It’s dying. It’s incurable.
It’s tragic. It is doomed.
It begs for its story to be told, even as the story comes to a sad, inevitable end . . .
My mother bought a box of vintage linens for me recently, a box full of damask and lace and elegance.
In that box, in a plastic bag, was a garment, a nightie or a slip, and it was so lovely. Soft peach-colored silk with pin tucks and filet lace and a pointed handkerchief hem.
Well, she probably lived in the northeast United States or Quebec. She was here, and wearing pretty things, in the late 1800s or early 1900s. She had enough money for quality silk, at least for this one special item.
Could I learn more by looking at the details? I pulled the lingerie out of the bag, opened it up, and . . .
It shattered. The silk began to shatter and each touch, each movement, made it worse.
It didn’t shatter like glass shatters, into a thousand brittle pieces that scatter and cut you and make you bleed. It shattered as only fine old silk will, into creeping tears in the fabric that appear from nowhere and grow and multiply and break your heart.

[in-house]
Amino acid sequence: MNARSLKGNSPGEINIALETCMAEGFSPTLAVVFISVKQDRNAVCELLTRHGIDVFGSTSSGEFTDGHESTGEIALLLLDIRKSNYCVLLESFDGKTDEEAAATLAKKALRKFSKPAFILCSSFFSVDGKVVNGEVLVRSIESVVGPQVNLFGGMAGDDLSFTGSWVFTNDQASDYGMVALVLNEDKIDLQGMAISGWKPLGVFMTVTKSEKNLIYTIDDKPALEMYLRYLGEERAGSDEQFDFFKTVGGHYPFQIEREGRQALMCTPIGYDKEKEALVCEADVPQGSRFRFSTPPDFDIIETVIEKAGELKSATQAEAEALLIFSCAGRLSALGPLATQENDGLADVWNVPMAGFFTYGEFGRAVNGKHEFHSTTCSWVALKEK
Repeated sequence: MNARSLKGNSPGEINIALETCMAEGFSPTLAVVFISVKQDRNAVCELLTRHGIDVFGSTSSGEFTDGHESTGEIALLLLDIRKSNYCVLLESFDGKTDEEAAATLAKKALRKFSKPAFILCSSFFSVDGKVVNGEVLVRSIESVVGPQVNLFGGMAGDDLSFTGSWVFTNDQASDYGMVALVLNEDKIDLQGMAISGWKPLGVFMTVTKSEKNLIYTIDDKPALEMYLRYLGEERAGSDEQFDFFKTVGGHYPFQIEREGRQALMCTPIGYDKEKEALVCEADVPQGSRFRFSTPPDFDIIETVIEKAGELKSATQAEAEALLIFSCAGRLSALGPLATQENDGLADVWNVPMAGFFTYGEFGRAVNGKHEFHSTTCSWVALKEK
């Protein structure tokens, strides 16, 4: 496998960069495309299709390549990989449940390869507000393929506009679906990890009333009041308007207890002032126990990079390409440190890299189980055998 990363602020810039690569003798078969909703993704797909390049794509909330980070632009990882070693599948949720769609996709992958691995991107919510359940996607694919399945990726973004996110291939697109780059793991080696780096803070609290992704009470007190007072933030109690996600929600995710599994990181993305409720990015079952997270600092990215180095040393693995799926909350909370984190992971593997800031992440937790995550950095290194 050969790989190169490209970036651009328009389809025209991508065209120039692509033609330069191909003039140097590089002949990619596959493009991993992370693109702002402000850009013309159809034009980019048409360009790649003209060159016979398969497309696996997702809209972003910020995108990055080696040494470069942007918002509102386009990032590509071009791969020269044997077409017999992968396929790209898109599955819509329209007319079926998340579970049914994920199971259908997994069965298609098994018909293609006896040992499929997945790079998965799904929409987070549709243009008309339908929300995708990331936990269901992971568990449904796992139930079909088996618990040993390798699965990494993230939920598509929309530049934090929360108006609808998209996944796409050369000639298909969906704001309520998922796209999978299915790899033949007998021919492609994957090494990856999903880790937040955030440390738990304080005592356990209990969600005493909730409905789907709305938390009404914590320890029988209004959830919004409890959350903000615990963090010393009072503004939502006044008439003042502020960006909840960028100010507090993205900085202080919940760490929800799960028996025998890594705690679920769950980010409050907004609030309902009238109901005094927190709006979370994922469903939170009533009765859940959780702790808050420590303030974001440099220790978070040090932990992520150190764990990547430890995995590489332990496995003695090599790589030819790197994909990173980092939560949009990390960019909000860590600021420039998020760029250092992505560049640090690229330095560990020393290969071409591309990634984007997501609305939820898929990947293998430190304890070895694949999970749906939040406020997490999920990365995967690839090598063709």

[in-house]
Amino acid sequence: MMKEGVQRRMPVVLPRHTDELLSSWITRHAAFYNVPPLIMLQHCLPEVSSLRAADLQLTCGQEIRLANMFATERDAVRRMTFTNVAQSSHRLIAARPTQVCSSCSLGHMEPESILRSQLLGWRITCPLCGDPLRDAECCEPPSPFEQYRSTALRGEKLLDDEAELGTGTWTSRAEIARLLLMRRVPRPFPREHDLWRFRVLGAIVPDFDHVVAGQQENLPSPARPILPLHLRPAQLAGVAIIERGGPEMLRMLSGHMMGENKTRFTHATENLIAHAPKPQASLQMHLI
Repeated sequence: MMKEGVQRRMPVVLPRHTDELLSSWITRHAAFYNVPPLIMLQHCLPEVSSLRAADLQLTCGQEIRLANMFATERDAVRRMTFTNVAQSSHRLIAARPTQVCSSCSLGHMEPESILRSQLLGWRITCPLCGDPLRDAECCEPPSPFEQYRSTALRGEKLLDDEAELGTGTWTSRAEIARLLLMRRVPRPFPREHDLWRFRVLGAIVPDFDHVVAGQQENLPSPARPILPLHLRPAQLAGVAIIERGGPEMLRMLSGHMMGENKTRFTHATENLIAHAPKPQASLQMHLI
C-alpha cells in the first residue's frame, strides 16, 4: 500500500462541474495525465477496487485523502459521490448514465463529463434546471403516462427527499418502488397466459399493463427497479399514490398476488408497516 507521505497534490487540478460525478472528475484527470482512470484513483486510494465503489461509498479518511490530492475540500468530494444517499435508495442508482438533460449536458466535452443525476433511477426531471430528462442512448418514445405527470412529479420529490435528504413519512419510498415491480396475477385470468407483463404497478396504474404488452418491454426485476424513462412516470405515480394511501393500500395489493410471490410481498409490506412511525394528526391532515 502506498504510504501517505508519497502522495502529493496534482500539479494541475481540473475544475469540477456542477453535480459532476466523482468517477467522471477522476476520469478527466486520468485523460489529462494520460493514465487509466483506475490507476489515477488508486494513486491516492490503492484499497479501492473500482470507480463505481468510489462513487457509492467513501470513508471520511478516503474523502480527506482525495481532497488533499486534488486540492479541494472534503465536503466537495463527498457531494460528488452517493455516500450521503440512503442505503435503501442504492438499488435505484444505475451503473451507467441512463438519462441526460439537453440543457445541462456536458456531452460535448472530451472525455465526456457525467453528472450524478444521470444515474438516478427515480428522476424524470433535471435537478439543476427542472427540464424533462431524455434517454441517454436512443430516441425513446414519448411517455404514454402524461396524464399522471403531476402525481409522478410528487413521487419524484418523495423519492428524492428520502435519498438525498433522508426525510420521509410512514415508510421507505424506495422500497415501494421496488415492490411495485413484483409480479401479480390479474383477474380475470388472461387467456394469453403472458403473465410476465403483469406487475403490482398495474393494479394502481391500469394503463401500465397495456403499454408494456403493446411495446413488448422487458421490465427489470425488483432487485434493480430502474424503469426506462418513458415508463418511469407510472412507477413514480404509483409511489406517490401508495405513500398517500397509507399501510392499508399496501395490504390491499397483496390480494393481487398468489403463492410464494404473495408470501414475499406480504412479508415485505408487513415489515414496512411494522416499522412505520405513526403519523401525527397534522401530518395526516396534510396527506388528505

According to the Pragmatic Costumer, old silks were created in ways that guaranteed their demise. She notes that, “During the 19th and early 20th centuries, silks were often treated with metallic salts to give them fabulous weight and a pearly sheen.” Because silk, unlike other fabrics, was sold by the weight, the heavier it was, the better. Metallic salts gave silk the heavy lushness and “rustle” that spoke of money, class, and quality.
But those same metallic salts ultimately destroy the fabric. Old silk fans shatter along the fold marks, a man’s silk tie shatters at the knot, the silk patches in a crazy quilt shatter and disappear while the cottons and wools stay strong. Slips and negligees and lingerie shatter when they’re handled.
Every time I move this silken beauty, I hasten its death, killing it softly with my touch. I can’t save it; there are no conservation methods. I can only take pictures to remember it by. And tell its story so it won’t be forgotten when it’s gone.